As they say in the commercials: “But wait, there’s more.”

Along the way to that potential reality, supervisors have grown the village to include a multiuse development between the Barn Shops and Webb.

Using the sketch plan that was discussed at a Planning Commission meeting in October as an example, that development could include single-family homes, several retail pads, a visitors’ center and even an open-air theatre. And if not those specifics, some others yet to be imagined and proposed.

So, our visitors can visit the shops and maybe meet some residents who also shop there. Maybe get some coffee from Chadds Café and check out what’s new at Barbara Moore Fine Art or Arden and James. Maybe buy some flowers at Green Meadows.

Now, that makes it sound like it’s all for the businesses. But residents benefit as well. Do people want a community as described earlier? Do they want a gathering place where they can see neighbors, a place where they can just hang out together for a while? Or, would they prefer a ghost town? Remember how the post office parking lot looked on Sundays after Wawa closed in January 2008? It looked like a modern-day ghost town; all it needed was tumbleweed.

Yet, there are people who don’t really care whether there’s a healthy business community and they don’t want new homes built, either. Not unless they ’re on a minimum of two acres, which is fine for seclusion but not neighborliness.

It’s human nature to resist change. We all like our comfort zones. But change is inevitable. That’s a fact of life. As uncomfortable as it is, the best way to handle change is to accept it, guide it, adapt to it and benefit from it.

Growing the village will benefit the township as a whole. Unless there is growth, there is stagnation.


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About Rich Schwartzman

Rich Schwartzman has been reporting on events in the greater Chadds Ford area since September 2001 when he became the founding editor of The Chadds Ford Post. In April 2009 he became managing editor of ChaddsFordLive. He is also an award-winning photographer.



4 Responses to “Musings: Grow the Village”

  1. Andrew Samuelson says:

    I grew up in Chadds Ford from the late 70s until I went to PSU in 1990. The Brandywine River was my “swimming pool”. My Eagle Project was the Nature Center at the Chadds Ford Elementary. Woods and fields and streams. The hill across from Kuerner’s farm, depicted in Andrew Wyeth’s paintings was our sledding hill. Two acres of woods per home, a perfect open kingdom for kids to roam through freely. These were my domain, and an amazing place to grow up. Every neighbor knew the other, and it was a vibrant community. My dad still lives in the house I grew up in there.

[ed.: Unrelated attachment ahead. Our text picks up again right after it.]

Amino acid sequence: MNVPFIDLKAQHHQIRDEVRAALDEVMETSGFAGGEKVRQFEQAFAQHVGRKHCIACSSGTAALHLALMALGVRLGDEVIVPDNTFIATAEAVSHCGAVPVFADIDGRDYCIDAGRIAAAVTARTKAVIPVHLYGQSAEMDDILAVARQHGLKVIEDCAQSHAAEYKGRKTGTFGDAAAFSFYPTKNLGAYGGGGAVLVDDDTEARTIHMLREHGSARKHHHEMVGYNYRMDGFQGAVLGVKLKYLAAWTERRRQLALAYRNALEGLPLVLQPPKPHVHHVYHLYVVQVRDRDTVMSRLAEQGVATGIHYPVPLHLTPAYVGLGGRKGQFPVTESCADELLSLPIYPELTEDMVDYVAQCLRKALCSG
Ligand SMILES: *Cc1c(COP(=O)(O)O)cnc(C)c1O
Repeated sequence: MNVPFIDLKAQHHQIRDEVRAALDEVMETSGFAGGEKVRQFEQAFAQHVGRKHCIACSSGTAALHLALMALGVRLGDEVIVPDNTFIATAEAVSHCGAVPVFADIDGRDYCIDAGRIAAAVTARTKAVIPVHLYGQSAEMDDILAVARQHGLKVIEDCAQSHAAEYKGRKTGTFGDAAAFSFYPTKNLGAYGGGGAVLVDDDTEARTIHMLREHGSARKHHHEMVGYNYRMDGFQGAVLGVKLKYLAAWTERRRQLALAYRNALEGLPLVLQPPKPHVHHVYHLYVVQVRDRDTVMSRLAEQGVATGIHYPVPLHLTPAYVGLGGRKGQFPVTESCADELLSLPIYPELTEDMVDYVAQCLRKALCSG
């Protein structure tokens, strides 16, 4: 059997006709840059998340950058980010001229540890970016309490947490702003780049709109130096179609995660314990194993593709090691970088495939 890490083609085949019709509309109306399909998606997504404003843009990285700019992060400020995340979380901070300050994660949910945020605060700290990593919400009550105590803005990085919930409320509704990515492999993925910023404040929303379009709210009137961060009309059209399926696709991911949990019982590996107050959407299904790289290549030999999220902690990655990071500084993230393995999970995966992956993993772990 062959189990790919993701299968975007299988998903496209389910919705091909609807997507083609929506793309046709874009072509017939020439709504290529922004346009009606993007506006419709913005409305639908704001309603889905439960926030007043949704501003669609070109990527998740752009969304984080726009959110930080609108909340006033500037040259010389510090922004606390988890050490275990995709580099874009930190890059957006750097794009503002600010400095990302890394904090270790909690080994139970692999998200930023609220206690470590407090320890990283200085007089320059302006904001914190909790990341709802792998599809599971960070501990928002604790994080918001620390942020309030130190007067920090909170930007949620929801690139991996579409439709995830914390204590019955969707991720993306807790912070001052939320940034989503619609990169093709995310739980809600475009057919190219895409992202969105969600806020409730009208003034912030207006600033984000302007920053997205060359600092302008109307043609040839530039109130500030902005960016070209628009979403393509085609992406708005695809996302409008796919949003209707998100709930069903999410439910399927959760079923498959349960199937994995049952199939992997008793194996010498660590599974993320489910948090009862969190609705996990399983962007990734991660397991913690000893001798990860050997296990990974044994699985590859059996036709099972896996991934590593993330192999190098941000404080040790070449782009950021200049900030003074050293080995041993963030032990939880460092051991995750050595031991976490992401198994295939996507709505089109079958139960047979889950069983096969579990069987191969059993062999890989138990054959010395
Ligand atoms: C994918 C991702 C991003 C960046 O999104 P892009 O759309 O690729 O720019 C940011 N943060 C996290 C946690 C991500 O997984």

The amount of sprawl that has come up around Rt202/Rt1, Rt202/Ridge Road, or just 202 or on Rt1 out towards Unionville, is just sickening. The village of Chadds Ford is the one remaining place I can still go to when I visit, remember the way it was, and enjoy myself. Developing that area would certainly be a change, it would be a nightmare and the death of Chadds Ford as a wonderful, historic place to visit or live in. Do NOT develop Chadds Ford! Horrible idea.

  2. Molson says:

    I also grew up in Chadds Ford. I came for my first merit badge that would have been horsemanship. I became a horseman instead. That was in 1956 at a place called Willowbrook Ranch, most people recall the area as Chadds Peak. There wasn’t much out here then except farms. I wish it was still the same now as then. Residents here now, would appreciate what they love about Chadds Ford so much more.
    To build a cluster of homes in the rolling hills next to the shops to make the village more inviting just doesn’t make sense to me. How about stop worrying whether it fits the definition of village and leave it what it is.
    Last night my wife and I went to the tavern for dinner and drinks we could hardly find a place to sit. There weren’t any tourists that I could see just local folks, about a hundred of em.
    Dan Doubet

  3. Judy Mummert says:

    AMEN!!! Well said, Andy. Exactly how we all feel and want to continue living.

  4. Judy Mummert says:

    Thank you, Dan, for sharing how we all feel about our home.